Cenizo Journal Spring 2022 - Page 12

The power of a tiny library to open minds , change lives by Carolyn Campbell

On a Wednesday afternoon in the cavernous back room of the Jeff Davis County Library in Fort Davis , population 1,100 , three teenaged girls sit at a conference table discussing the month ’ s book club selection , The Curious Incident of the Dog in the Night-Time . Initially created for home-schooled teens over 13 years old , the group ended up consisting of eight home-schooled girls . Dottie wears a brightly colored crocheted patchwork sweater with matching crocheted earrings . Grace has bright pink hair , and Mia wears a blue sweatshirt and blue jeans . At first blush they could be girls from any town in America , but they live in Far West Texas , one of the most remote regions in America with an average of one person per square mile .
All three of the girls get excited when they share that here , in this book club , they can be exactly themselves and not worry about fitting into the tightknit school groups whose families have known each other for generations . They openly share the loneliness that accompanies small-town life . But all agree , even though social gatherings are rare , they ’ d rather be here than any big ( or small ) city . Most importantly though , they look forward to their time at the library , where it ’ s “ one of the few safe zone where everyone is accepted .” Dottie says , “ Small towns can be rough when you ’ re different .”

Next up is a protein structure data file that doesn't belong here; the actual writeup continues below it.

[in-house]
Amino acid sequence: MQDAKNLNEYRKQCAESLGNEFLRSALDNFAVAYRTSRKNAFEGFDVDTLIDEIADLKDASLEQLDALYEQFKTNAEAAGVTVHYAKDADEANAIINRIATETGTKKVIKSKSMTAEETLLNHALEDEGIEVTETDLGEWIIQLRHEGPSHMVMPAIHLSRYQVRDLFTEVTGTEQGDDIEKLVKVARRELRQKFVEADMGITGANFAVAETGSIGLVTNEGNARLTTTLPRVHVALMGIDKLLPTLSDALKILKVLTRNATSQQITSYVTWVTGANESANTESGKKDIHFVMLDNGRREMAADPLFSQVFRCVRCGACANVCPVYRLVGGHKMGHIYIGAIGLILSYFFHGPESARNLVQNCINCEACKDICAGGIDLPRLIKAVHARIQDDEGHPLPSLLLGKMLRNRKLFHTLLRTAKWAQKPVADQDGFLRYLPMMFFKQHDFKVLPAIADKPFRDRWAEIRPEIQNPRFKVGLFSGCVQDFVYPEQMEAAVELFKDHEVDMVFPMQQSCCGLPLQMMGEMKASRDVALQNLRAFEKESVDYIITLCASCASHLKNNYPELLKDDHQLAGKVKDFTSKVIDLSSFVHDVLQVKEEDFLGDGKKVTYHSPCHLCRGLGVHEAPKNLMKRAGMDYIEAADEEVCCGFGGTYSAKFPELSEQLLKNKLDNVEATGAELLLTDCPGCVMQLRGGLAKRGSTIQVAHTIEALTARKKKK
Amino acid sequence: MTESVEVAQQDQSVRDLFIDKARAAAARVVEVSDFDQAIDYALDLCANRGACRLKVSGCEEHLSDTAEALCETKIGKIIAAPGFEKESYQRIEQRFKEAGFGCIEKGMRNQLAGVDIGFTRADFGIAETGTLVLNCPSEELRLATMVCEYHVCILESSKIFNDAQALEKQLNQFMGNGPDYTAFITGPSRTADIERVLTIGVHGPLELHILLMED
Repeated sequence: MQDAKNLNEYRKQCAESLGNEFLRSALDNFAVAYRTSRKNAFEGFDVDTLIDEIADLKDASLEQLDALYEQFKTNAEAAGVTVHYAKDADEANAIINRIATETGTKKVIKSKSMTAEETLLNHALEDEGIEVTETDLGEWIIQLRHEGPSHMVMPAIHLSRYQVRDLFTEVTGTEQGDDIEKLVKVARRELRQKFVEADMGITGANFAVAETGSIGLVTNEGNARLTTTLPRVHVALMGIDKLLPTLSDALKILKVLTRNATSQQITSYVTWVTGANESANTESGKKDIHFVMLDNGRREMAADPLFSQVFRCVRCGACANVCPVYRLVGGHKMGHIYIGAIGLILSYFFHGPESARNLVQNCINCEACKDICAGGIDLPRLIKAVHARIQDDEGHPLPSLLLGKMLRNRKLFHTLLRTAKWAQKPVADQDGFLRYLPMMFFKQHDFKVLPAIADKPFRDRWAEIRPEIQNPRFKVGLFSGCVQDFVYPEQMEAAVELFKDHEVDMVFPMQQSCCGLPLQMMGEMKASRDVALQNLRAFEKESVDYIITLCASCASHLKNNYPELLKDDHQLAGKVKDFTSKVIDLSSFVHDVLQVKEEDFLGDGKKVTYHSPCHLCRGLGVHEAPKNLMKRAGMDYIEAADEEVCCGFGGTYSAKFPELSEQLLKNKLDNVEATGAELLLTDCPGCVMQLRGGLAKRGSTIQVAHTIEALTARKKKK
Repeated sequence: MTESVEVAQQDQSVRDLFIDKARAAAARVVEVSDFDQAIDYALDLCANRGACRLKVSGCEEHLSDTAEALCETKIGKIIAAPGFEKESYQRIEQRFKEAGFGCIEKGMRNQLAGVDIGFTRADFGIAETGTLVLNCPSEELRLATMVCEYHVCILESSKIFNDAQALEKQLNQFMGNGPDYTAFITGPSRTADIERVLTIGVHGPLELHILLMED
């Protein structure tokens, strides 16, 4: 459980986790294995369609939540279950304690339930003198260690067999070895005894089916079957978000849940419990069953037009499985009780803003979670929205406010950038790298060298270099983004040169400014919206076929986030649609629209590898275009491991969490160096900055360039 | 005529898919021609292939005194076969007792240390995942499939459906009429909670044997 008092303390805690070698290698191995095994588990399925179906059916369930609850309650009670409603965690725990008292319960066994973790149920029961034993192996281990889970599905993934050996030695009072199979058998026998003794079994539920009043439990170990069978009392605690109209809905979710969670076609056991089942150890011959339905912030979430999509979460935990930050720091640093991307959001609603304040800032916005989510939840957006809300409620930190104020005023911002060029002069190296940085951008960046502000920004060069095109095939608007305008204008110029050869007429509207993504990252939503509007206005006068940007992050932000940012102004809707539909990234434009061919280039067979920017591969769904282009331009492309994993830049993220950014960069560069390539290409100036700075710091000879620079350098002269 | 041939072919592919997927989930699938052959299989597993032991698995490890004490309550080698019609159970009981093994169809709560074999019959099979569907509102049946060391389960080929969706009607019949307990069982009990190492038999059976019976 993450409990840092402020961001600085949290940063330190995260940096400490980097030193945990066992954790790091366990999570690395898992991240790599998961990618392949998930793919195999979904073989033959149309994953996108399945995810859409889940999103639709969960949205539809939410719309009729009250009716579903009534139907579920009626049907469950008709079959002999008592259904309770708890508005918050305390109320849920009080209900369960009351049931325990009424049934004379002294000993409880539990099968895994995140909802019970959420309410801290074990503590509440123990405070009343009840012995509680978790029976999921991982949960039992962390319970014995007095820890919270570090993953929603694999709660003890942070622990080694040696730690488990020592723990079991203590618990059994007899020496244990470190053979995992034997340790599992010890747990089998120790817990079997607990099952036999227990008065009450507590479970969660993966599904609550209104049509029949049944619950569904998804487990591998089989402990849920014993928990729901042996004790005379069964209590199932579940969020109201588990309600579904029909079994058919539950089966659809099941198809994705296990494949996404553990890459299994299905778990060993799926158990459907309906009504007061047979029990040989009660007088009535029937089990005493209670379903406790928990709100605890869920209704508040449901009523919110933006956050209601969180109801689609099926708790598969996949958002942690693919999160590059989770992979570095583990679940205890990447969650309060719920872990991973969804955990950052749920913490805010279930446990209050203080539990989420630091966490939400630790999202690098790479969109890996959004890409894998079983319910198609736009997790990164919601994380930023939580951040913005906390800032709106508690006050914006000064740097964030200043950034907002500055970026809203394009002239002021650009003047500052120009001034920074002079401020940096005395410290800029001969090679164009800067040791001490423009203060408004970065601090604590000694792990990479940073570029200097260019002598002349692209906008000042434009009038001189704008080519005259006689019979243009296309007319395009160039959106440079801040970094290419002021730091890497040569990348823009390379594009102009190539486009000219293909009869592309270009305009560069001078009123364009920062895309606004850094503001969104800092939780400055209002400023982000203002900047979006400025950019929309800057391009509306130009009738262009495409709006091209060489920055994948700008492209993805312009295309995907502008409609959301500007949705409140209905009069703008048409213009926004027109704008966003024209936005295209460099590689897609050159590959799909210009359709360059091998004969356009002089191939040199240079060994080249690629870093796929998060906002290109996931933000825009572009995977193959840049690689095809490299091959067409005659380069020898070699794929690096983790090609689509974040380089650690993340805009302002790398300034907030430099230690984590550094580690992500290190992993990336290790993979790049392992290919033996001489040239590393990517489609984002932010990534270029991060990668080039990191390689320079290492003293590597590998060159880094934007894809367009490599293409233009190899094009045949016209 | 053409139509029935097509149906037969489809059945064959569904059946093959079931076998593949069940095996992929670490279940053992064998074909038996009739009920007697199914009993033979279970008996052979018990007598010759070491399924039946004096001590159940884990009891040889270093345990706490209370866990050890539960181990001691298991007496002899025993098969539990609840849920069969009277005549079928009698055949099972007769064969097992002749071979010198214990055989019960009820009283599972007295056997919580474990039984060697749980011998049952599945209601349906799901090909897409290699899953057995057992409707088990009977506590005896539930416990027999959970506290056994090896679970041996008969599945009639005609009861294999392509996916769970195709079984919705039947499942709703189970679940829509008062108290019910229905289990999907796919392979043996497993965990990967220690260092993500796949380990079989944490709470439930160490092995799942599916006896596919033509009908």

When the girls asked Dawn Healy , interim library director , if they could choose their own books and lead their own discussion she said , “ Absolutely .” While they discuss this book , she periodically drops by to check on them . The girls keep talking as if she wasn ’ t there . When asked about next month ’ s book choice , Dottie beams , “ The book we chose for next month is Mary Shelley ’ s Frankenstein . I love my lady authors !”
Less than an hour away in Marathon , Texas with a population of less than 400 , a group of six teens and tweens gather on a Sunday night , popcorn and Dr .
Pepper in hand , watching the film version of To Kill A Mockingbird . Dara Cavness , the town ’ s librarian for eight years , works with the students to choose books that address important cultural and social issues . Next month , it ’ s Steinbeck ’ s Of Mice and Men .
Like most small rural communities where there is little to do beyond school , sports and church , these two libraries serve as a vital community hub . With over 57 % of youth living below the poverty line , these libraries provide youth access to resources otherwise not available to many families . In Marathon ’ s tiny 737 square feet of space , Dara has squeezed in nearly 5,000 books , along with a row of computers , two small tables for art programs , a cupboard filled with snacks and a portable movie screen .